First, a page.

One critical aspect we simply cannot overlook is the significant impact of scent as an environmental aggressor on our precious skin health. Whether you’re actively involved in performing treatments or managing product retail, recognizing these aggressors is absolutely key. It’s disheartening to know that scented products often hide harmful or even toxic chemicals that can severely compromise the integrity of our skin, potentially leading to adverse reactions in a wide range of clients. By integrating these natural defenses into your offerings, you not only elevate your treatment methods but also place the safety and health of your clients at the forefront.

—Justine Kahn, Founder and CEO of Botnia Skincare

Tip 5: Protect with Antioxidants

Building a strong skin defense is essential for safeguarding the skin from environmental aggressors, keeping it healthy, and looking young. Proper cleansing, topical antioxidants, a healthy diet, staying hydrated, stress management, sleeping well, avoiding smoking and excessive alcohol, pollution protection and using humidifiers boost skin’s natural defenses. In my professional treatments, I love using oxygen with a vitamin mist to maintain the skin’s natural vitality and strengthen its barrier with antioxidant protection to tackle these unrelenting aggressors.

—Jaclyn Peresetsky, Owner and CEO of Skin Perfect Spas, Skin Perfect Academy and Colore Me Perfect Cosmetics & Analysis

Tip 6: Create a Strong Skin Barrier to Eliminate Vulnerability

Our skin is our largest organ and vital for health and wellness! A healthy, functioning barrier should always be the priority as it is essential for keeping bacteria, toxins and environmental stressors out of the body. Remember, the skin is a part of your immune system and if it becomes compromised, you are more vulnerable to a host of health problems.

—Shannon Essau, CEO & National Educator of Allison Clinical Enterprises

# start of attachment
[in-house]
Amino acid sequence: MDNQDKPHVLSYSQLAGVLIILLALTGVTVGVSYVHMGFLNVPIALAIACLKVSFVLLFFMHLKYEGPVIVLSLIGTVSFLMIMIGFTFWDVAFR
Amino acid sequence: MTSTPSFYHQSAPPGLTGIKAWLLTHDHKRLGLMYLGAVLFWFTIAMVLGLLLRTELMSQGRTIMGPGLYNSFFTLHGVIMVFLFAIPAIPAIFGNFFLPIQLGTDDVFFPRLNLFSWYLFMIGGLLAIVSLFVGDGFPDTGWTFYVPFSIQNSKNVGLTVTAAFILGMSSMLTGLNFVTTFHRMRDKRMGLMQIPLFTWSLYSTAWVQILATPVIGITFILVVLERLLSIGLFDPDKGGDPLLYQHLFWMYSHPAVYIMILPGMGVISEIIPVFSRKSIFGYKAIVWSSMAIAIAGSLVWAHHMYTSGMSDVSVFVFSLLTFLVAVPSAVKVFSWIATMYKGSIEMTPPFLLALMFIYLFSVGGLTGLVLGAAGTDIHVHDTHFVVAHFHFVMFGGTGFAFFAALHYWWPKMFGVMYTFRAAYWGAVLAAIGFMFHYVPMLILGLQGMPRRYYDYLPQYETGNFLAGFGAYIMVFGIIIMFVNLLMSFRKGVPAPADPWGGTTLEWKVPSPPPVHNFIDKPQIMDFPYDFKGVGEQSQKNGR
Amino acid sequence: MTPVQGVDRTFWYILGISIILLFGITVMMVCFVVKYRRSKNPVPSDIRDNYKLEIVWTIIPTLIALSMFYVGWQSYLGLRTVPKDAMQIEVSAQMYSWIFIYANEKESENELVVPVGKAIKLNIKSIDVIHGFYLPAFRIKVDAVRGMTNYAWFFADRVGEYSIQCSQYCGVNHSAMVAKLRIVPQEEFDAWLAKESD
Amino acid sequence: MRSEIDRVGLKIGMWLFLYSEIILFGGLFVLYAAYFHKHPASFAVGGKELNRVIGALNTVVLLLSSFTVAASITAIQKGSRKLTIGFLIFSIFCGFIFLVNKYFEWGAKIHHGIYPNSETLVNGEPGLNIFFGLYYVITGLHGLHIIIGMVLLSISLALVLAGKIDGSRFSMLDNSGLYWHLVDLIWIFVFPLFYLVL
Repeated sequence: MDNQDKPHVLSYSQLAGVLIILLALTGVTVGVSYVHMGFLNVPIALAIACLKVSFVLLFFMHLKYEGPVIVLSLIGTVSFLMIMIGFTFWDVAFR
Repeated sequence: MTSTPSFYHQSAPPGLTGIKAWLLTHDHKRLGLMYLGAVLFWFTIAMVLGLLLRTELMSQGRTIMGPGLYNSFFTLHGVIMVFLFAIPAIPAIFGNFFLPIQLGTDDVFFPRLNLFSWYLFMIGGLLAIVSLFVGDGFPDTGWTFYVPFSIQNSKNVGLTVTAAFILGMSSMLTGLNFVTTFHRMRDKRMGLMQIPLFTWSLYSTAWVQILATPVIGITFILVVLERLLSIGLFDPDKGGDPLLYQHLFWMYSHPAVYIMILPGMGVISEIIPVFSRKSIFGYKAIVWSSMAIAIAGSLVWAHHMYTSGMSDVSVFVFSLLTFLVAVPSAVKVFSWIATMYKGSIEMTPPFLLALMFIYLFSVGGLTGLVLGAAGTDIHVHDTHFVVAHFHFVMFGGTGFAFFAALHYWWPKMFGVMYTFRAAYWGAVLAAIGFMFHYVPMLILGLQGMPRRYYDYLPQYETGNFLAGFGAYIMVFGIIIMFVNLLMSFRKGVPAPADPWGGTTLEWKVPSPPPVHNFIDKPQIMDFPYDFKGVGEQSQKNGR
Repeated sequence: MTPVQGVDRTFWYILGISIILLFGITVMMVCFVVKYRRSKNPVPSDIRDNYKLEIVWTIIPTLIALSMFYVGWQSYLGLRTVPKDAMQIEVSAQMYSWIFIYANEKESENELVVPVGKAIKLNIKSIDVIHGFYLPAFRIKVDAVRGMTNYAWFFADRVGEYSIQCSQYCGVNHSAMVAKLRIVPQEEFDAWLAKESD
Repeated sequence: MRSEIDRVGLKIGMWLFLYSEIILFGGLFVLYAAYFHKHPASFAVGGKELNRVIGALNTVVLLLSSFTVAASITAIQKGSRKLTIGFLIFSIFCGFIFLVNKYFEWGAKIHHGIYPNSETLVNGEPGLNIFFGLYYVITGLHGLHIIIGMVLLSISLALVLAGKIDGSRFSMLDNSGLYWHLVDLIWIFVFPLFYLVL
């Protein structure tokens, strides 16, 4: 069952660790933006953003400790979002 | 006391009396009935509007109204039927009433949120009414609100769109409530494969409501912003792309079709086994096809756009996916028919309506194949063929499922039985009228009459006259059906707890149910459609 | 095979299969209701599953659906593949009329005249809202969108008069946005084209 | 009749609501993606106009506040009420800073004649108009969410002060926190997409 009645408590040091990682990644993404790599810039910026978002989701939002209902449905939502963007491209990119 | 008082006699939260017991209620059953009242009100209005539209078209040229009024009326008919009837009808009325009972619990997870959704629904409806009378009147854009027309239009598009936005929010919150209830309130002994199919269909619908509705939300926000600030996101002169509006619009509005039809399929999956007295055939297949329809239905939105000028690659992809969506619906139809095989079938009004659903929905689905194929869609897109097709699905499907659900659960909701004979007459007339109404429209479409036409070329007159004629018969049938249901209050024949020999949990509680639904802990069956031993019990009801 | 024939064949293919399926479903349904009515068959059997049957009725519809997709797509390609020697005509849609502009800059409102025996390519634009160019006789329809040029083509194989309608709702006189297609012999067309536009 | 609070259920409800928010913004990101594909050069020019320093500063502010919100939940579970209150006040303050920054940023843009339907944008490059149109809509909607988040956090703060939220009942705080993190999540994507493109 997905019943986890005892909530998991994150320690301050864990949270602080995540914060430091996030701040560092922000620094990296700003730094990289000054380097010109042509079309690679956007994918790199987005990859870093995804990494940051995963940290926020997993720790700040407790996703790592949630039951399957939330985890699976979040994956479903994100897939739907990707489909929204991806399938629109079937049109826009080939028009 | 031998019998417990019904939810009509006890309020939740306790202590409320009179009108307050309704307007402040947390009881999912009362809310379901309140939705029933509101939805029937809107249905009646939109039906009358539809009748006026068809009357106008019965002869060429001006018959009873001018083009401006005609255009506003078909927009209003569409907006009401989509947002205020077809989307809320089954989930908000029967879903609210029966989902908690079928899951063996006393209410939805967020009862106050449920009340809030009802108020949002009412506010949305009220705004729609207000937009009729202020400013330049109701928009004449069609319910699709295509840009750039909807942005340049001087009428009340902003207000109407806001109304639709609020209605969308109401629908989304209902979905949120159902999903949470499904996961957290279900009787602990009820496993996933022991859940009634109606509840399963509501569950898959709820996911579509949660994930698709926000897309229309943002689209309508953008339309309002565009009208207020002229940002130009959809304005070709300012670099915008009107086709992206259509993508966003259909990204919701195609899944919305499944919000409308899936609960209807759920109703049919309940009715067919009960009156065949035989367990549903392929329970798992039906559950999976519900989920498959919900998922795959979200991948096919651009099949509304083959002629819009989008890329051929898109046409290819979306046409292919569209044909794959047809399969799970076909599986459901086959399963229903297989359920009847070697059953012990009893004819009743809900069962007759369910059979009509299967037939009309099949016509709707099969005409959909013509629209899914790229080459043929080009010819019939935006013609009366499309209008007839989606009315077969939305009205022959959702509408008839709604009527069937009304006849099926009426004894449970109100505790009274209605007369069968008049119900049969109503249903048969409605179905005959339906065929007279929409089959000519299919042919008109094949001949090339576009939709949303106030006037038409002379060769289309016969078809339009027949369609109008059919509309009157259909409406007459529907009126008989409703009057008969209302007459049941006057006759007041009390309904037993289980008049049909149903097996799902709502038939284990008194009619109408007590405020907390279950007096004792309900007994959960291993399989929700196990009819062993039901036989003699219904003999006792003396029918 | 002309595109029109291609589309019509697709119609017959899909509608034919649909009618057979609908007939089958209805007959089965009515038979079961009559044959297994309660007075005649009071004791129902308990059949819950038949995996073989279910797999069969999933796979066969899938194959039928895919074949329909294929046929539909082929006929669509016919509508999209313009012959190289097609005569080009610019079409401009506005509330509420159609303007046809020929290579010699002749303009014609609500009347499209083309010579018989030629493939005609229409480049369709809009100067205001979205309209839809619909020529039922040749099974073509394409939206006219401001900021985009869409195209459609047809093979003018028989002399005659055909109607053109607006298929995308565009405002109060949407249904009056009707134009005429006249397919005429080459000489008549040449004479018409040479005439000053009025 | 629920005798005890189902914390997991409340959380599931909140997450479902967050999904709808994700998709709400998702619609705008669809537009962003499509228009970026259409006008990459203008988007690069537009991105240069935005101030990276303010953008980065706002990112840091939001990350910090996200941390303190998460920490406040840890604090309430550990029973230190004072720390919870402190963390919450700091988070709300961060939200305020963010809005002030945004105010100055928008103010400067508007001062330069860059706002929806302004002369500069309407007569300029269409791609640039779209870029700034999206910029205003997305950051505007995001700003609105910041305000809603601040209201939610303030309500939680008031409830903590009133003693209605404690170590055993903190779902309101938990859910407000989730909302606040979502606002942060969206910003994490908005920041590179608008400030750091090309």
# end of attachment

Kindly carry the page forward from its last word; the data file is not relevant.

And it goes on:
Tip 7: SPF is Your Best Friend

Environmental aggressors like pollution, UVA & UVB rays are big contributors to rapid aging, skin cancer, wrinkles and sun spots. Pollutants can be microscopic and sit as a top layer on your skin and hair. Without proper protection, this can directly cause rapid aging and rough skin textures. To protect against these harmful effects, consider incorporating antioxidants such as vitamin C to neutralize free radicals. Additionally, consider using a pollution-fighting moisturizer and avoid prolonged exposure to pollution-heavy areas when possible. To protect against premature aging and skin damage caused by UVA and UVB rays, be sure to use broad spectrum sunscreen with a strength of at least SPF 50+ regularly. Don’t forget that gloomy, overcast days tend to have the strongest UVA and UVB rays, and your tech devices even give off UVB rays, so SPF should be a daily factor.

—Renee Sison, Esthetician and Vagaro Product Marketing Manager

Tip 8: Treat Skin with Healing Ingredients

Some ingredients that aid and heal the skin are vitamin C, ferulic acid and niacinamide. Vitamin C aids in reducing photodamage caused by UV rays, while ferulic acid will calm the skin and reduce the appearance of dark spots. Niacinamide protects the skin against moisture loss throughout the day.

—Dr. Jeannette Graf, Board-Certified Dermatologist and Assistant Clinical Professor of Dermatology at Mt. Sinai School of Medicine